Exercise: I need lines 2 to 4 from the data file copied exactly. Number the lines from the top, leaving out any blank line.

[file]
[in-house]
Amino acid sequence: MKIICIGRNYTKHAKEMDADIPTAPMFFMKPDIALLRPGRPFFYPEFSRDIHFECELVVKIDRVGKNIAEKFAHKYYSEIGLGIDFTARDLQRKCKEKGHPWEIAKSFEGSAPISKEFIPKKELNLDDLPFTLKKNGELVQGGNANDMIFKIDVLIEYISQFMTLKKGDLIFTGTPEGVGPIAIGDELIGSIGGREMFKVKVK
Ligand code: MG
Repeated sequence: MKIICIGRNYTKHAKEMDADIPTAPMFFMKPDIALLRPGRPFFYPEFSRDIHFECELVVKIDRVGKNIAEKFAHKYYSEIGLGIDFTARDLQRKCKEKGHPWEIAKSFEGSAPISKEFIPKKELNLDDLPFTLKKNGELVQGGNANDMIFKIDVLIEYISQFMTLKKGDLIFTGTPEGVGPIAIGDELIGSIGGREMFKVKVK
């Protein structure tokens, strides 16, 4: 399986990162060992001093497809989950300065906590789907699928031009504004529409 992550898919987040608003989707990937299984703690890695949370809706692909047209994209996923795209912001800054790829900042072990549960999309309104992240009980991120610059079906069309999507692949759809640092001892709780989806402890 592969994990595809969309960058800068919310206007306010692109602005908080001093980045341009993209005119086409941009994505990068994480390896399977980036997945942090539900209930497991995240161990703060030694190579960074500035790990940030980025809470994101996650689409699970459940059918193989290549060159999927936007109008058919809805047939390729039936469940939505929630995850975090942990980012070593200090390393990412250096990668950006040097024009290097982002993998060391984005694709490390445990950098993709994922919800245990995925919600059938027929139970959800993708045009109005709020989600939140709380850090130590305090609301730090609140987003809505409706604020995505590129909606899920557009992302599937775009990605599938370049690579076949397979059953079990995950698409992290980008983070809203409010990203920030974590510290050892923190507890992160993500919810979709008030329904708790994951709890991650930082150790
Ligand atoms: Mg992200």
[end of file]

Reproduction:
Amino acid sequence: MKIICIGRNYTKHAKEMDADIPTAPMFFMKPDIALLRPGRPFFYPEFSRDIHFECELVVKIDRVGKNIAEKFAHKYYSEIGLGIDFTARDLQRKCKEKGHPWEIAKSFEGSAPISKEFIPKKELNLDDLPFTLKKNGELVQGGNANDMIFKIDVLIEYISQFMTLKKGDLIFTGTPEGVGPIAIGDELIGSIGGREMFKVKVK
Ligand code: MG
Repeated sequence: MKIICIGRNYTKHAKEMDADIPTAPMFFMKPDIALLRPGRPFFYPEFSRDIHFECELVVKIDRVGKNIAEKFAHKYYSEIGLGIDFTARDLQRKCKEKGHPWEIAKSFEGSAPISKEFIPKKELNLDDLPFTLKKNGELVQGGNANDMIFKIDVLIEYISQFMTLKKGDLIFTGTPEGVGPIAIGDELIGSIGGREMFKVKVK